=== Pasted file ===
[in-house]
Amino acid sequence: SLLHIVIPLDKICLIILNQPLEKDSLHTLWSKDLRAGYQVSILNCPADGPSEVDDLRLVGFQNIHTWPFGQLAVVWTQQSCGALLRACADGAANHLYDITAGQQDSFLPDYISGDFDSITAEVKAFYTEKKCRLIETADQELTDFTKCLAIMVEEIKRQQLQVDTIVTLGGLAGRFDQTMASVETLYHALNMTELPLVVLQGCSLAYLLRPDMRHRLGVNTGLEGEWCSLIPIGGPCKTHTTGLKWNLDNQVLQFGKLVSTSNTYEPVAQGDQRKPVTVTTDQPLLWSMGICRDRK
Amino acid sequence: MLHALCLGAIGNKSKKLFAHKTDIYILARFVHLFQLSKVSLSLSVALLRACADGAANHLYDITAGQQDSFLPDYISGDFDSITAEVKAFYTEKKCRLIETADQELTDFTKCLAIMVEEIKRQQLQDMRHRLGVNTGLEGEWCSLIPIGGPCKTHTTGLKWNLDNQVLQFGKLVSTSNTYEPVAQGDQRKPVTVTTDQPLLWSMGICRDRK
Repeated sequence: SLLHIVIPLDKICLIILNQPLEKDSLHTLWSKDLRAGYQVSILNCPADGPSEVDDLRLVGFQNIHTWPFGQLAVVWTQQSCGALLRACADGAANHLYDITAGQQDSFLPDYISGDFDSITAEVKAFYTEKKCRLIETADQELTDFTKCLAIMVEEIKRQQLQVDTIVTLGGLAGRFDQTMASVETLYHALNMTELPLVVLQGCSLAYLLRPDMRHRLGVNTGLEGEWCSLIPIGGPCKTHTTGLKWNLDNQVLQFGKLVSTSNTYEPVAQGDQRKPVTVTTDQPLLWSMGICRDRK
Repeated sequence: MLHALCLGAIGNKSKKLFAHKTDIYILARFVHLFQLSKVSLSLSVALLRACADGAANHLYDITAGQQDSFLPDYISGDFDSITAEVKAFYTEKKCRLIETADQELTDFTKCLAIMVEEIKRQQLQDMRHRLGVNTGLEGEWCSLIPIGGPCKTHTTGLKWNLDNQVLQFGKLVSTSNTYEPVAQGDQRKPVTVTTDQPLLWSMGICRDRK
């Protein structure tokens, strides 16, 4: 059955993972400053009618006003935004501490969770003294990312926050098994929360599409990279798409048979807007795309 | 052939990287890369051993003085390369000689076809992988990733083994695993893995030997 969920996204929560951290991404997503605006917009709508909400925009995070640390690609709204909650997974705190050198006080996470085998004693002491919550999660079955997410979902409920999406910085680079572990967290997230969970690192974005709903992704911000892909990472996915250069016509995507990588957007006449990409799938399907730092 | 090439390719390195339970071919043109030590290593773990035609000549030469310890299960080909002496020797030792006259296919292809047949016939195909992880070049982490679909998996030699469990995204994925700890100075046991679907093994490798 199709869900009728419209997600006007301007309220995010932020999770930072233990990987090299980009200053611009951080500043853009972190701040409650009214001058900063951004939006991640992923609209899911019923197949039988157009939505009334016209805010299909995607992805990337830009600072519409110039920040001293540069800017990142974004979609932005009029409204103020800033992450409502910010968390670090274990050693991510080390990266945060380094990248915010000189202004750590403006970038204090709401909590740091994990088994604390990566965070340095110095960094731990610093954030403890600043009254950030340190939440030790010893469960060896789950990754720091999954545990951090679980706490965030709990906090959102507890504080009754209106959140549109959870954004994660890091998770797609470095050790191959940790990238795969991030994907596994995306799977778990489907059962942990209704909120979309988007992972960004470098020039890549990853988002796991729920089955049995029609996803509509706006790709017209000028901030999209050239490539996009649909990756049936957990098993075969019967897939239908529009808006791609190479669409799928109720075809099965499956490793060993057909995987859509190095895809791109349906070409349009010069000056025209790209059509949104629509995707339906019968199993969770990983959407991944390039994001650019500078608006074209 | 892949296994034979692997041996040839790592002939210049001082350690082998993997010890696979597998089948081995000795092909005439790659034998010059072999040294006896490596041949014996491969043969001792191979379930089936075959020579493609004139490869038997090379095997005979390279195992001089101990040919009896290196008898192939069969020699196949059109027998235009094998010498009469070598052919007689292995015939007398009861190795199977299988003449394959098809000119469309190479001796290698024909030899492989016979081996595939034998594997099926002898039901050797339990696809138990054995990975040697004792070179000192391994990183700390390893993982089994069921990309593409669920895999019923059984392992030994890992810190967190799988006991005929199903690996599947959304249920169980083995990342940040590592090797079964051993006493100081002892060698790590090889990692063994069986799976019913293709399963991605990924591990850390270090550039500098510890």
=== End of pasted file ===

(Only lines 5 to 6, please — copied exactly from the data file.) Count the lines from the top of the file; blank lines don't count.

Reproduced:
Repeated sequence: MLHALCLGAIGNKSKKLFAHKTDIYILARFVHLFQLSKVSLSLSVALLRACADGAANHLYDITAGQQDSFLPDYISGDFDSITAEVKAFYTEKKCRLIETADQELTDFTKCLAIMVEEIKRQQLQDMRHRLGVNTGLEGEWCSLIPIGGPCKTHTTGLKWNLDNQVLQFGKLVSTSNTYEPVAQGDQRKPVTVTTDQPLLWSMGICRDRK
């Protein structure tokens, strides 16, 4: 059955993972400053009618006003935004501490969770003294990312926050098994929360599409990279798409048979807007795309 | 052939990287890369051993003085390369000689076809992988990733083994695993893995030997 969920996204929560951290991404997503605006917009709508909400925009995070640390690609709204909650997974705190050198006080996470085998004693002491919550999660079955997410979902409920999406910085680079572990967290997230969970690192974005709903992704911000892909990472996915250069016509995507990588957007006449990409799938399907730092 | 090439390719390195339970071919043109030590290593773990035609000549030469310890299960080909002496020797030792006259296919292809047949016939195909992880070049982490679909998996030699469990995204994925700890100075046991679907093994490798 199709869900009728419209997600006007301007309220995010932020999770930072233990990987090299980009200053611009951080500043853009972190701040409650009214001058900063951004939006991640992923609209899911019923197949039988157009939505009334016209805010299909995607992805990337830009600072519409110039920040001293540069800017990142974004979609932005009029409204103020800033992450409502910010968390670090274990050693991510080390990266945060380094990248915010000189202004750590403006970038204090709401909590740091994990088994604390990566965070340095110095960094731990610093954030403890600043009254950030340190939440030790010893469960060896789950990754720091999954545990951090679980706490965030709990906090959102507890504080009754209106959140549109959870954004994660890091998770797609470095050790191959940790990238795969991030994907596994995306799977778990489907059962942990209704909120979309988007992972960004470098020039890549990853988002796991729920089955049995029609996803509509706006790709017209000028901030999209050239490539996009649909990756049936957990098993075969019967897939239908529009808006791609190479669409799928109720075809099965499956490793060993057909995987859509190095895809791109349906070409349009010069000056025209790209059509949104629509995707339906019968199993969770990983959407991944390039994001650019500078608006074209 | 892949296994034979692997041996040839790592002939210049001082350690082998993997010890696979597998089948081995000795092909005439790659034998010059072999040294006896490596041949014996491969043969001792191979379930089936075959020579493609004139490869038997090379095997005979390279195992001089101990040919009896290196008898192939069969020699196949059109027998235009094998010498009469070598052919007689292995015939007398009861190795199977299988003449394959098809000119469309190479001796290698024909030899492989016979081996595939034998594997099926002898039901050797339990696809138990054995990975040697004792070179000192391994990183700390390893993982089994069921990309593409669920895999019923059984392992030994890992810190967190799988006991005929199903690996599947959304249920169980083995990342940040590592090797079964051993006493100081002892060698790590090889990692063994069986799976019913293709399963991605990924591990850390270090550039500098510890």